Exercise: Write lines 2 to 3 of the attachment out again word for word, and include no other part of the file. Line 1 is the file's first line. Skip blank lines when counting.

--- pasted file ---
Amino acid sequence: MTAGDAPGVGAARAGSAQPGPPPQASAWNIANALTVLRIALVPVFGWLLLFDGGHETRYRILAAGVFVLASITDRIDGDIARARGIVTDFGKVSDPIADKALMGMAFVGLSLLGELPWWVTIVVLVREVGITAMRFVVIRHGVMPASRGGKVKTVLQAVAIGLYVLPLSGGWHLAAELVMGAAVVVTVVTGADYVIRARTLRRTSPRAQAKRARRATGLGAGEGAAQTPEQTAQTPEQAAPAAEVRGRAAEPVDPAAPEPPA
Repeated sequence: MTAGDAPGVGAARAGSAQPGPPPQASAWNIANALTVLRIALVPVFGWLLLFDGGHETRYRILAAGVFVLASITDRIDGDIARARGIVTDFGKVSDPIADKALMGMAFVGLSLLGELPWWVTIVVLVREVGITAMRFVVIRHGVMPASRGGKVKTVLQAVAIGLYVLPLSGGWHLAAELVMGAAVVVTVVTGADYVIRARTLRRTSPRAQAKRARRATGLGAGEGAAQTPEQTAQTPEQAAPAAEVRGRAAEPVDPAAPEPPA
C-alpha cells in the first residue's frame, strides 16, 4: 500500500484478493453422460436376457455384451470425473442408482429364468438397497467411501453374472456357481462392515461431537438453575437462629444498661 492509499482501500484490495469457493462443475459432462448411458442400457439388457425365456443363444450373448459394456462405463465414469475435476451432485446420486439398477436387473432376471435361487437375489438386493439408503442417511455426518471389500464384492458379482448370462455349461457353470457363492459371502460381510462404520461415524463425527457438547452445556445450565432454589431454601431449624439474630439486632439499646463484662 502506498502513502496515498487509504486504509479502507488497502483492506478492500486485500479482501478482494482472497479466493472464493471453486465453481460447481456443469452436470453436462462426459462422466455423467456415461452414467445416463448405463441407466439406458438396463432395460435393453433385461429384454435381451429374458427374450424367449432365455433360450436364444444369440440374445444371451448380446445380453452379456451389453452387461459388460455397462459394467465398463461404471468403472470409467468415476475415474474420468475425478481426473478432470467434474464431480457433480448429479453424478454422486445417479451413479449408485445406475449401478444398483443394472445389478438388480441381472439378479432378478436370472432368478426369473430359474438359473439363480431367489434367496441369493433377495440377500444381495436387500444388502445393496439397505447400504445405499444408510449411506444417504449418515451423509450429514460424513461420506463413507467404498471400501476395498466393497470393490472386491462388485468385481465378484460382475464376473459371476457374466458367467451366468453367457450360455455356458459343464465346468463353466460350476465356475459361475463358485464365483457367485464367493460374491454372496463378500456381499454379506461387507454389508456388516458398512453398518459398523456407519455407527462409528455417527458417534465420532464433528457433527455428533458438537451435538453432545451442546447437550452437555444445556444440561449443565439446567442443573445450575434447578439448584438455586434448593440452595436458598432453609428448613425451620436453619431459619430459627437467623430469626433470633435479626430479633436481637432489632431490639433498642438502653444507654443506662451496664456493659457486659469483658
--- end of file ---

Repeated sequence: MTAGDAPGVGAARAGSAQPGPPPQASAWNIANALTVLRIALVPVFGWLLLFDGGHETRYRILAAGVFVLASITDRIDGDIARARGIVTDFGKVSDPIADKALMGMAFVGLSLLGELPWWVTIVVLVREVGITAMRFVVIRHGVMPASRGGKVKTVLQAVAIGLYVLPLSGGWHLAAELVMGAAVVVTVVTGADYVIRARTLRRTSPRAQAKRARRATGLGAGEGAAQTPEQTAQTPEQAAPAAEVRGRAAEPVDPAAPEPPA
C-alpha cells in the first residue's frame, strides 16, 4: 500500500484478493453422460436376457455384451470425473442408482429364468438397497467411501453374472456357481462392515461431537438453575437462629444498661 492509499482501500484490495469457493462443475459432462448411458442400457439388457425365456443363444450373448459394456462405463465414469475435476451432485446420486439398477436387473432376471435361487437375489438386493439408503442417511455426518471389500464384492458379482448370462455349461457353470457363492459371502460381510462404520461415524463425527457438547452445556445450565432454589431454601431449624439474630439486632439499646463484662 502506498502513502496515498487509504486504509479502507488497502483492506478492500486485500479482501478482494482472497479466493472464493471453486465453481460447481456443469452436470453436462462426459462422466455423467456415461452414467445416463448405463441407466439406458438396463432395460435393453433385461429384454435381451429374458427374450424367449432365455433360450436364444444369440440374445444371451448380446445380453452379456451389453452387461459388460455397462459394467465398463461404471468403472470409467468415476475415474474420468475425478481426473478432470467434474464431480457433480448429479453424478454422486445417479451413479449408485445406475449401478444398483443394472445389478438388480441381472439378479432378478436370472432368478426369473430359474438359473439363480431367489434367496441369493433377495440377500444381495436387500444388502445393496439397505447400504445405499444408510449411506444417504449418515451423509450429514460424513461420506463413507467404498471400501476395498466393497470393490472386491462388485468385481465378484460382475464376473459371476457374466458367467451366468453367457450360455455356458459343464465346468463353466460350476465356475459361475463358485464365483457367485464367493460374491454372496463378500456381499454379506461387507454389508456388516458398512453398518459398523456407519455407527462409528455417527458417534465420532464433528457433527455428533458438537451435538453432545451442546447437550452437555444445556444440561449443565439446567442443573445450575434447578439448584438455586434448593440452595436458598432453609428448613425451620436453619431459619430459627437467623430469626433470633435479626430479633436481637432489632431490639433498642438502653444507654443506662451496664456493659457486659469483658